Religion is the sigh of the oppressed creature, the heart of a heartless world, just as it is the spirit of a spiritless situation. – Karl Mark (yes, this comes right before the “opiate of the masses quote”)
2 things captured my attention at the Frida Kahlo museum and I thought I would share them as they might interest other people as well:
1) (Ex-voto) Retablos:
The original retablo (the Spanish meaning) is the picture behind an altar (think the big pictures of the Virgin Mary or a scene from the Bible that you see in cathedrals). However, the Latin American term “retablo” refers to a small devotional painting that uses Catholic iconography. They usually depict the story that led to their comission and thus include: a scene of tragedy, illness or injury; a saint or martyr who intervenes and an inscription that describes what happened and giving thanks for the intervention. Frida & Diego Rivera collected retablos and they are on display at the Casa Azul. They have lots of them and they break them into different categories like illness, lost animals, prayers to the 3 wisemen, etc. I thought it was really neat to see them and read the stories. If I had any artistic talent I would definitely go into making retablos as a devotional practice.
2) El sagrado corazon (the sacred heart)
The sacred heart is an image that appears a lot in Catholicism and we saw it both in the cathedral in Coyacan and in the retablos. No one is quite sure of its origin even though its a popular symbol: some say it came from France, some say Spain and some even say its related to the Aztec sacrifices. The sword through the heart is supposed to represent the sorrows of the Virgin Mary. There are many other variations with fire, crowns, swords, and flowers. I don’t know why I am drawn to the image so much. There is something about the combination of a heart which is usually associated with beauty, as well as the pain of the sword and the ardent fire of passion all in one that I really appreciate. IF I were to get another tattoo I would consider getting a sacred heart. (Although tattoos here in the Mexican church are a whole different blog post.) The sagrado corazon shouldn’t be confused with the Claggdah ring (the hands holding the heart) which Lindsay gave me for my birthday– which is good since it symbolizes friendship and not the sorrows of Jesus’ mother.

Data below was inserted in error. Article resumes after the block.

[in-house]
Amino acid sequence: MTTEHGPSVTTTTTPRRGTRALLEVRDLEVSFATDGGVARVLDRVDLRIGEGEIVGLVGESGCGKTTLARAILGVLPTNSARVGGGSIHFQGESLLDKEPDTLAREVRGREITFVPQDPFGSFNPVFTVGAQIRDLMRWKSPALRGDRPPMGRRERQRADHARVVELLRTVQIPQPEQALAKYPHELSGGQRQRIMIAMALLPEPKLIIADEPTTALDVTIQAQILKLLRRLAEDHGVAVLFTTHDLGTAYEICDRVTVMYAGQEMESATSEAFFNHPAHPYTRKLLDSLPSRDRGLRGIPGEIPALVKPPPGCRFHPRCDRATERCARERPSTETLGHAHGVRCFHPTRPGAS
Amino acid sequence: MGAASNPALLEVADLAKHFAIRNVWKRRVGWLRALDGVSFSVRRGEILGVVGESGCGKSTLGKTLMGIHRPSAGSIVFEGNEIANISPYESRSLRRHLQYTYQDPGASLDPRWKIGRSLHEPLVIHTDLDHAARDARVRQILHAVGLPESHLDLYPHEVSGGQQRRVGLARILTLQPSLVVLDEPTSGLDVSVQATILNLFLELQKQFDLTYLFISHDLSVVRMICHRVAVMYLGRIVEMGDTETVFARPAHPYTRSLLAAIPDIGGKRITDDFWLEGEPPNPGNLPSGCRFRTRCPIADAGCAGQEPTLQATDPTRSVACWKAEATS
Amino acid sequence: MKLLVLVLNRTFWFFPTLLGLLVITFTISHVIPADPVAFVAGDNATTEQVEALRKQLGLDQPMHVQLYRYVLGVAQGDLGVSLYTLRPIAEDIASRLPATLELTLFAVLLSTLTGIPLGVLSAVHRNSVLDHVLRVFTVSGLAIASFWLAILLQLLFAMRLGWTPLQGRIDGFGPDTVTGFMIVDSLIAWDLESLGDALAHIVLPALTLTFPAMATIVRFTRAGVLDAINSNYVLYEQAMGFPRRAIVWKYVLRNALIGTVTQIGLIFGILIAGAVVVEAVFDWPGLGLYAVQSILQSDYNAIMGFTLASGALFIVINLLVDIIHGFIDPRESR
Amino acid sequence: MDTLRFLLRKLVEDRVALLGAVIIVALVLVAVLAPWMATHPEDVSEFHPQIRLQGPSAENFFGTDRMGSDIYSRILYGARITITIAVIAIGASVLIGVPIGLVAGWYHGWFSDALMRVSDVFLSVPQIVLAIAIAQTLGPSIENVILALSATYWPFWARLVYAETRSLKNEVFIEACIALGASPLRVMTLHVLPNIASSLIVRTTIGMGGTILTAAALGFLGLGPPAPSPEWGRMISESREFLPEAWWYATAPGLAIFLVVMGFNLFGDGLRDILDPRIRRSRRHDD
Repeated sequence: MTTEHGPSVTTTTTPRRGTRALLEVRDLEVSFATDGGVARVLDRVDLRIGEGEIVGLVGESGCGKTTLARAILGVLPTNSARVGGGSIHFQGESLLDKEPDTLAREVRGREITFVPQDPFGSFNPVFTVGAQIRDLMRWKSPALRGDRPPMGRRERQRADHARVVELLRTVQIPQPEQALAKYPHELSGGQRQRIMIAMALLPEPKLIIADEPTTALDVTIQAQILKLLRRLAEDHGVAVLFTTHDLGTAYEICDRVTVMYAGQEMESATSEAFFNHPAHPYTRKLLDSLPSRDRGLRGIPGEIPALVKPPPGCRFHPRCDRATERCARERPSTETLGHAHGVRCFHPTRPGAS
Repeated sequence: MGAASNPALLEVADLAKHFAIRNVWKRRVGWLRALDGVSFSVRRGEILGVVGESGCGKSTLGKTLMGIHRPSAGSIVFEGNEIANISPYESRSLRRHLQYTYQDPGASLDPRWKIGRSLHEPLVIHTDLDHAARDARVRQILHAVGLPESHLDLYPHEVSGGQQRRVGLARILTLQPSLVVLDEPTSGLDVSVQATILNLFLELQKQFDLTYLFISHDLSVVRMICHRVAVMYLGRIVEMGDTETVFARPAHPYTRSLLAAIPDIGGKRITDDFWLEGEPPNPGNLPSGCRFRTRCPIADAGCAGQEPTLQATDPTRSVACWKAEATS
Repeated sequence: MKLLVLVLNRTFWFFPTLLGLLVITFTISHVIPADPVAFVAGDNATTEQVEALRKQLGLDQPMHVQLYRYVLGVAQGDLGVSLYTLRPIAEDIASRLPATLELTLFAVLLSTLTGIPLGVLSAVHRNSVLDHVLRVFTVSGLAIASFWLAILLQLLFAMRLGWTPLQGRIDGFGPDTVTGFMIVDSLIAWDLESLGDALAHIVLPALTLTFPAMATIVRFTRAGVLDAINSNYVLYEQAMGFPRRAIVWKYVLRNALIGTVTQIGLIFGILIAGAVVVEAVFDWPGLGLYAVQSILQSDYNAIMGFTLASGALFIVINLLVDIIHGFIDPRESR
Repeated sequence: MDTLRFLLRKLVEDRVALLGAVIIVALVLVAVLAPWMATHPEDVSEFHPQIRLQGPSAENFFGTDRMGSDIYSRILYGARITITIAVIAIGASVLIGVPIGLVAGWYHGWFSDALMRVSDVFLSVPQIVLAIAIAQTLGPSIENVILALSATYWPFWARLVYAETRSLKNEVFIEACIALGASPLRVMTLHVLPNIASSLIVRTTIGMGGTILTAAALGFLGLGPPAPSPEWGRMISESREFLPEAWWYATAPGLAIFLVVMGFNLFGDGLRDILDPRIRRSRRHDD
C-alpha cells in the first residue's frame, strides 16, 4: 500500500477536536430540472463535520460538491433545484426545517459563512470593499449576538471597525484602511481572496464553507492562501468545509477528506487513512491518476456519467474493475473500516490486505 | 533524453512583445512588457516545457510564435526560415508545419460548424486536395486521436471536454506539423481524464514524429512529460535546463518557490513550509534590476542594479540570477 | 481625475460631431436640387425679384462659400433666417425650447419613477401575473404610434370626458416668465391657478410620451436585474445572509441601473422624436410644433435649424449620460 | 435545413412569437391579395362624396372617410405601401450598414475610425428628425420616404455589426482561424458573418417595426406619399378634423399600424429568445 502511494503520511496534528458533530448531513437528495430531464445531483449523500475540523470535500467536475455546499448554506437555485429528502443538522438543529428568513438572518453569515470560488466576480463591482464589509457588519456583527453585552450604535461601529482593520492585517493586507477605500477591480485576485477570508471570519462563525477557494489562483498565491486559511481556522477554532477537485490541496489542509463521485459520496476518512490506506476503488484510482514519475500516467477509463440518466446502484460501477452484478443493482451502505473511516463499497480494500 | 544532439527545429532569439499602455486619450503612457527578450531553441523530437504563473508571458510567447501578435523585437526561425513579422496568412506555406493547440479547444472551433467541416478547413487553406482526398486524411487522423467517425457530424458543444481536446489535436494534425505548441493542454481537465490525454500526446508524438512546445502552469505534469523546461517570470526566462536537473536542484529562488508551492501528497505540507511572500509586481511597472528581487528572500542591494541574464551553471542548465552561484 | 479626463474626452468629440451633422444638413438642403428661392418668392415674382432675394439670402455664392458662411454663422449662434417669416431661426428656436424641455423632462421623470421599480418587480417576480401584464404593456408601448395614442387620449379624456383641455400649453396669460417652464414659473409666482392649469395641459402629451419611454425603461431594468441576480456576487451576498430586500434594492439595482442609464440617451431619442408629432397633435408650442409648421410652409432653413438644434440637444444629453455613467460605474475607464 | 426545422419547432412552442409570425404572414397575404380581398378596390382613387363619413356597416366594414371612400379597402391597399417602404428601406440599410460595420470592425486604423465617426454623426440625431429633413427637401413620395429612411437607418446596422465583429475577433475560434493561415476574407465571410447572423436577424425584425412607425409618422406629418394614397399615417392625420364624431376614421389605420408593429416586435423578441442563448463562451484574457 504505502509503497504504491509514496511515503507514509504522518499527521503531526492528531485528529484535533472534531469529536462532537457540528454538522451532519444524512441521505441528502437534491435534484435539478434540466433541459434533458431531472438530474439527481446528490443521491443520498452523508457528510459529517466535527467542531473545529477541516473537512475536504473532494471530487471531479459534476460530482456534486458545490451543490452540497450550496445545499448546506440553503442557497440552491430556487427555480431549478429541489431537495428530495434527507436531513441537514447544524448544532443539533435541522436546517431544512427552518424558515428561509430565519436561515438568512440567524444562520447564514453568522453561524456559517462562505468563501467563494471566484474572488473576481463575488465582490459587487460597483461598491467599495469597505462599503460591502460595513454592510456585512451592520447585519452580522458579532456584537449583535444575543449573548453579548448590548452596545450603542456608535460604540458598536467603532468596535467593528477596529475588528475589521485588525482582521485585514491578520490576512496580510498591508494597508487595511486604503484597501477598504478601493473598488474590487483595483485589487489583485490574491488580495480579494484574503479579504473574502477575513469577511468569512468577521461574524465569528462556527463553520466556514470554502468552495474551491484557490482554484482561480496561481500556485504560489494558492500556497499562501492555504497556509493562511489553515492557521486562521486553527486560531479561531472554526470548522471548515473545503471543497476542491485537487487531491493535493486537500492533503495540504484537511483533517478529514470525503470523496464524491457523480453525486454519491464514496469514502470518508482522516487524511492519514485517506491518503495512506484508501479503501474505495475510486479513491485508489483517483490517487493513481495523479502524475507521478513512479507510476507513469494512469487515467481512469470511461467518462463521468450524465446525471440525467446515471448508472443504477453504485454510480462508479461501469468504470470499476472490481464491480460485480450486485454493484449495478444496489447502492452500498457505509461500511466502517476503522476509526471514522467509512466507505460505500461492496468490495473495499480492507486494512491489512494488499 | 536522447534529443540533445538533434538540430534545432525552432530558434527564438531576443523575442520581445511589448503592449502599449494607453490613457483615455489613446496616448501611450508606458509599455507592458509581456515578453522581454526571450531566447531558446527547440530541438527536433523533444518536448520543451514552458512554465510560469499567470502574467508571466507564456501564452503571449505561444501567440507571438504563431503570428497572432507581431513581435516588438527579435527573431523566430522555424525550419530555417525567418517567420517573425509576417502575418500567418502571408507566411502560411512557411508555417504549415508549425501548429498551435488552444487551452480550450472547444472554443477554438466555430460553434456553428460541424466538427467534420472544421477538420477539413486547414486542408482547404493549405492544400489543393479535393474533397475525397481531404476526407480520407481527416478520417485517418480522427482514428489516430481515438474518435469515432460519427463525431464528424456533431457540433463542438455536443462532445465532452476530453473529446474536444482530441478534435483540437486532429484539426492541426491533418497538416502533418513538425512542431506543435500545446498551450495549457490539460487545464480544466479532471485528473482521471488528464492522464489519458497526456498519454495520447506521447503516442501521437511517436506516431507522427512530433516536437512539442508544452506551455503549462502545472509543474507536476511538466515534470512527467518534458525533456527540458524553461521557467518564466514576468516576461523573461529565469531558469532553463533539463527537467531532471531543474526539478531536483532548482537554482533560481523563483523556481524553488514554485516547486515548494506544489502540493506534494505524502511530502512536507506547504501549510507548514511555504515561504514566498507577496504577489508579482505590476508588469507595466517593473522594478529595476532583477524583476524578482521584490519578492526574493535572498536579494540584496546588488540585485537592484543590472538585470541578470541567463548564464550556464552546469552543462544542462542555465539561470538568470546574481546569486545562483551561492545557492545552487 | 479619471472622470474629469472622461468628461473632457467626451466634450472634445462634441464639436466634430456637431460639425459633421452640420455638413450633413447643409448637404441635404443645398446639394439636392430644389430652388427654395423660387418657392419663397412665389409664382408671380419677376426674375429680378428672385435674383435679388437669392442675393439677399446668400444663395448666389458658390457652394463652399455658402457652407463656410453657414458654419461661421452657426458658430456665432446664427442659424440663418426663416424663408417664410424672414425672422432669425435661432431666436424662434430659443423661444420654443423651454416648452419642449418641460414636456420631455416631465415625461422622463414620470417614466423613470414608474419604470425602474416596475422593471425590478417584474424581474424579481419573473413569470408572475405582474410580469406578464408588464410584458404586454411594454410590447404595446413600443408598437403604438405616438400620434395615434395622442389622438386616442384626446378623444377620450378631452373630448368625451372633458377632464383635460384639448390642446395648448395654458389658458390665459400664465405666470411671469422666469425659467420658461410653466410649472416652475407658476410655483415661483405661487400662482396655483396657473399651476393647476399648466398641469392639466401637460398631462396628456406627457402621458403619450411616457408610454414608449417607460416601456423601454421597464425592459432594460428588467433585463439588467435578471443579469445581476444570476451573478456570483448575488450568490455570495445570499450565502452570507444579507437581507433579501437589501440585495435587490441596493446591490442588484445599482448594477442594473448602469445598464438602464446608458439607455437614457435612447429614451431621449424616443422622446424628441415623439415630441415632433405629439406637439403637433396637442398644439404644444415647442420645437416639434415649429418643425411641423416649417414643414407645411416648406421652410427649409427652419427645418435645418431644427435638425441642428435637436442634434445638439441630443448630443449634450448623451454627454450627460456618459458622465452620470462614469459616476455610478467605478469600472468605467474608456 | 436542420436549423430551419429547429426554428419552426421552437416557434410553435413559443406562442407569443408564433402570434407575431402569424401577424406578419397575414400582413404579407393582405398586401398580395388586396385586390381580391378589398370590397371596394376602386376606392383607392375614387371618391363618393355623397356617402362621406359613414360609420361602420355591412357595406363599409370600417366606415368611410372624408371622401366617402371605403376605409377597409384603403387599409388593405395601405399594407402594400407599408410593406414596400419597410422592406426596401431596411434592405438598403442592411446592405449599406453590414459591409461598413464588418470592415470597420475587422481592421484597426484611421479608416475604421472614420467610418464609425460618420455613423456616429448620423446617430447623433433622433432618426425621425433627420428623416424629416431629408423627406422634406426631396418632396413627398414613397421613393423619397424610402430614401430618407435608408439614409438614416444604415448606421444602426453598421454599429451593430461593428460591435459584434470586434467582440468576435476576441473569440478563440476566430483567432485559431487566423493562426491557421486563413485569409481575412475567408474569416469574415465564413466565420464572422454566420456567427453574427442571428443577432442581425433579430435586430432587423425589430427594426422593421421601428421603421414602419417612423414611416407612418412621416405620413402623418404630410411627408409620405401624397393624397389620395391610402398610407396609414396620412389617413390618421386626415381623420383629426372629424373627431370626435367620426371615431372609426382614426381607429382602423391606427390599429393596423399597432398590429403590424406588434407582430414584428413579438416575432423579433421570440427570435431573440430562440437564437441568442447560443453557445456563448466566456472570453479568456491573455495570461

Also, I should note that the Methodist Church in Mexico strongly rejects any sort of Catholic iconography. For that reason they never use an image of the Virgin Mary in their churches or services. (So basically the background of this blog should probably be changed). Instead, they embrace the Methodist symbol of the cross & flame. However, like many confused Protestants, I do love some Catholic icons.